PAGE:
During the second time interval (t2), the first outbound signal (f1) is provided to the third coil, the second outbound signal (f2) is provided to the second coil, the third outbound signal (f3) is provided to the first coil, and the fourth outbound signal (f4) is provided to the fourth coil. During the third time interval (t3), the first outbound signal (f1) is provided to the second coil, the second outbound signal (f2) is provided to the first coil, the third outbound signal (f3) is provided to the fourth coil, and the fourth outbound signal (f4) is provided to the third coil. During the fourth time interval (t4), the first outbound signal (f1) is provided to the first coil, the second outbound signal (f2) is provided to the fourth coil, the third outbound signal (f3) is provided to the third coil, and the fourth outbound signal (f4) is provided to the second coil. At time interval t5, the time-frequency-space (e.g., coils 1-4 physically separated within the RFID reader or other device) repeats.

Returning to the discussion of FIG. 6, the oscillator 70 generates the oscillation 80 and provides it to the mixer 112; the modulation module 118 generates modulation data from the outbound symbol stream; and the frequency offset module 102 generates the plurality of frequency offsets 104 as previously discussed. The mixing module 130, which may include a plurality of mixing modules 112 of FIG. 5, mixes the oscillation 80 with the plurality of frequency offsets 104 to produce a plurality of frequency offset oscillations 116.

The plurality of power amplifier modules 120, 132, and 134 amplifies the plurality of frequency offset oscillations 116 in accordance with the modulation data 82 to produce a plurality of modulated and frequency offset oscillations. The multiplexer module, which includes a multiplexer, a plurality of multiplexers, and/or switching network, provides the plurality of modulated and frequency offset oscillations in a first pattern to the plurality of coils 58 as the plurality of outbound RFID signals 62 during a first time interval of a time frame. During a second time interval of the time frame, the multiplexer module 122 provides the plurality of modulated and frequency offset oscillations in a second pattern to the plurality of coils 58 as the plurality of outbound RFID signals 62. This process continues for each time interval of a frame and then repeats for the next frame.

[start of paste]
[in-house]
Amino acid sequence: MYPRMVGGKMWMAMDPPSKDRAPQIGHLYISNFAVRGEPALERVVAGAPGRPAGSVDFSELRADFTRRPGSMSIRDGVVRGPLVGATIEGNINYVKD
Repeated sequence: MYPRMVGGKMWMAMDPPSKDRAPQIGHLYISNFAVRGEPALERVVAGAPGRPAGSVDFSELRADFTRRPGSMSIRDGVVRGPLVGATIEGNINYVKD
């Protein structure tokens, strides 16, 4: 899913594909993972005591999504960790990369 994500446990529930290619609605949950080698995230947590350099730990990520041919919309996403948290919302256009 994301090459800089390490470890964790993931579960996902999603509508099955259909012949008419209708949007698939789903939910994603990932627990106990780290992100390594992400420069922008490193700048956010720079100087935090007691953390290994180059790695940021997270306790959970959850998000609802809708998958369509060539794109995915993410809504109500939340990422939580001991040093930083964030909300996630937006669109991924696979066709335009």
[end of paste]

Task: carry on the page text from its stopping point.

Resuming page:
FIG. 7 is a schematic block diagram of another embodiment of an up conversion module 54 that includes an adjustable oscillator 140, the modulation module 118, the power amplifier module 120, and the switch module 125. The modulation module 118 functions as previously discussed. The adjustable oscillator 140 generates a plurality of oscillations 142 having different frequencies (e.g., RF, RF+Δf1, RF+Δf2, . . . RF+Δfn) in a time sequential order. The adjustable oscillator 140 may be implemented using a fractional N synthesizer, a phase locked loop with an adjustable feedback, an adjustable counter based clock circuit, a digital frequency synthesizer, a plurality of such clock circuits with a multiplexer, etc.

In operation, the adjustable oscillator 140 generates, during a first time interval of a time frame, a first oscillation have a frequency at a desired RF carrier frequency (e.g., frequency RF). The power amplifier module 120 amplifies the first oscillation 142 based on the modulation data 82 (e.g., AM or ASK) to produce a first outbound RFID signal 62. The switch module 125 provides the first outbound RFID signal to one or more of the coils in accordance with the frequency-space encoding scheme (e.g., one of the examples of FIGS. 12 and/13).